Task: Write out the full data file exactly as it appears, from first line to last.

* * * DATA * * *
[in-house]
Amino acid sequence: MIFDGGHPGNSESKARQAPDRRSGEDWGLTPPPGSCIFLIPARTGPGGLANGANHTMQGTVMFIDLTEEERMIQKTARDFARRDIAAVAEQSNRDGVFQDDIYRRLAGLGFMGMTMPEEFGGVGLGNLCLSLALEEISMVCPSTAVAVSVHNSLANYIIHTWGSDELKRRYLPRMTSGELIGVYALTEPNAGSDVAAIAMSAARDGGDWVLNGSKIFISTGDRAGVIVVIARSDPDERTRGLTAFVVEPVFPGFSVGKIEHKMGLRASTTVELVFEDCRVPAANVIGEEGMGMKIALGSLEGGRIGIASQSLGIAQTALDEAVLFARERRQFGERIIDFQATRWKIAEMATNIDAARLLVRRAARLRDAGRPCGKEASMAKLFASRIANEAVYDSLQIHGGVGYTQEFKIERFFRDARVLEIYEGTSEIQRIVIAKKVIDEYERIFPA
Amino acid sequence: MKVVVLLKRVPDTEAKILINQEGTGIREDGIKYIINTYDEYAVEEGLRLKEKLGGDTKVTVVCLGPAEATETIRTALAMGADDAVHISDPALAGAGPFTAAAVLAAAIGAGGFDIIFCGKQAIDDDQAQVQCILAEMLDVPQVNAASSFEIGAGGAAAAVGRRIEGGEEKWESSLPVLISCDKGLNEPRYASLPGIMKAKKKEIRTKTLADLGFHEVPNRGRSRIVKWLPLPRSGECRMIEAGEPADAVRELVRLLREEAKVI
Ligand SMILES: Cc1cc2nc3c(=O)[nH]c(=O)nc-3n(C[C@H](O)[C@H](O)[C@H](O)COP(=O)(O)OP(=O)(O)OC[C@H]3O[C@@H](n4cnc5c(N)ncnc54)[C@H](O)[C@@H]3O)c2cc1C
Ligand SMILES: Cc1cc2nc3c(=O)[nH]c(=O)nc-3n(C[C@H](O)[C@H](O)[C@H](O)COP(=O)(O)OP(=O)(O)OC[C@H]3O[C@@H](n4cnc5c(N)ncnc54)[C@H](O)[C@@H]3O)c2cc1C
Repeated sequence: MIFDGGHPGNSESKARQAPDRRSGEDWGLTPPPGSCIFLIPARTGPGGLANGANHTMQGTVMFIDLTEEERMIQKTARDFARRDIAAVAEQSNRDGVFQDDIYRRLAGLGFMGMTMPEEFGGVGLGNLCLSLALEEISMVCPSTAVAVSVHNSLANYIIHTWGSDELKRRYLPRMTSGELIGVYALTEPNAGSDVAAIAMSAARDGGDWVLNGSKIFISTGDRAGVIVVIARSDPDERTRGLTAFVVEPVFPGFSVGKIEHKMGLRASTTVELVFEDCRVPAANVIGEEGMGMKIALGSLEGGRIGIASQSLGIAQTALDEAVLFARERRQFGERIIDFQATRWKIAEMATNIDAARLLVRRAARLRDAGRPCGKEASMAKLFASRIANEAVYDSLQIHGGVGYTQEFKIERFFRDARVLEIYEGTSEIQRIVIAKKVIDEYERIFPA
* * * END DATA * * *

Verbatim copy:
[in-house]
Amino acid sequence: MIFDGGHPGNSESKARQAPDRRSGEDWGLTPPPGSCIFLIPARTGPGGLANGANHTMQGTVMFIDLTEEERMIQKTARDFARRDIAAVAEQSNRDGVFQDDIYRRLAGLGFMGMTMPEEFGGVGLGNLCLSLALEEISMVCPSTAVAVSVHNSLANYIIHTWGSDELKRRYLPRMTSGELIGVYALTEPNAGSDVAAIAMSAARDGGDWVLNGSKIFISTGDRAGVIVVIARSDPDERTRGLTAFVVEPVFPGFSVGKIEHKMGLRASTTVELVFEDCRVPAANVIGEEGMGMKIALGSLEGGRIGIASQSLGIAQTALDEAVLFARERRQFGERIIDFQATRWKIAEMATNIDAARLLVRRAARLRDAGRPCGKEASMAKLFASRIANEAVYDSLQIHGGVGYTQEFKIERFFRDARVLEIYEGTSEIQRIVIAKKVIDEYERIFPA
Amino acid sequence: MKVVVLLKRVPDTEAKILINQEGTGIREDGIKYIINTYDEYAVEEGLRLKEKLGGDTKVTVVCLGPAEATETIRTALAMGADDAVHISDPALAGAGPFTAAAVLAAAIGAGGFDIIFCGKQAIDDDQAQVQCILAEMLDVPQVNAASSFEIGAGGAAAAVGRRIEGGEEKWESSLPVLISCDKGLNEPRYASLPGIMKAKKKEIRTKTLADLGFHEVPNRGRSRIVKWLPLPRSGECRMIEAGEPADAVRELVRLLREEAKVI
Ligand SMILES: Cc1cc2nc3c(=O)[nH]c(=O)nc-3n(C[C@H](O)[C@H](O)[C@H](O)COP(=O)(O)OP(=O)(O)OC[C@H]3O[C@@H](n4cnc5c(N)ncnc54)[C@H](O)[C@@H]3O)c2cc1C
Ligand SMILES: Cc1cc2nc3c(=O)[nH]c(=O)nc-3n(C[C@H](O)[C@H](O)[C@H](O)COP(=O)(O)OP(=O)(O)OC[C@H]3O[C@@H](n4cnc5c(N)ncnc54)[C@H](O)[C@@H]3O)c2cc1C
Repeated sequence: MIFDGGHPGNSESKARQAPDRRSGEDWGLTPPPGSCIFLIPARTGPGGLANGANHTMQGTVMFIDLTEEERMIQKTARDFARRDIAAVAEQSNRDGVFQDDIYRRLAGLGFMGMTMPEEFGGVGLGNLCLSLALEEISMVCPSTAVAVSVHNSLANYIIHTWGSDELKRRYLPRMTSGELIGVYALTEPNAGSDVAAIAMSAARDGGDWVLNGSKIFISTGDRAGVIVVIARSDPDERTRGLTAFVVEPVFPGFSVGKIEHKMGLRASTTVELVFEDCRVPAANVIGEEGMGMKIALGSLEGGRIGIASQSLGIAQTALDEAVLFARERRQFGERIIDFQATRWKIAEMATNIDAARLLVRRAARLRDAGRPCGKEASMAKLFASRIANEAVYDSLQIHGGVGYTQEFKIERFFRDARVLEIYEGTSEIQRIVIAKKVIDEYERIFPA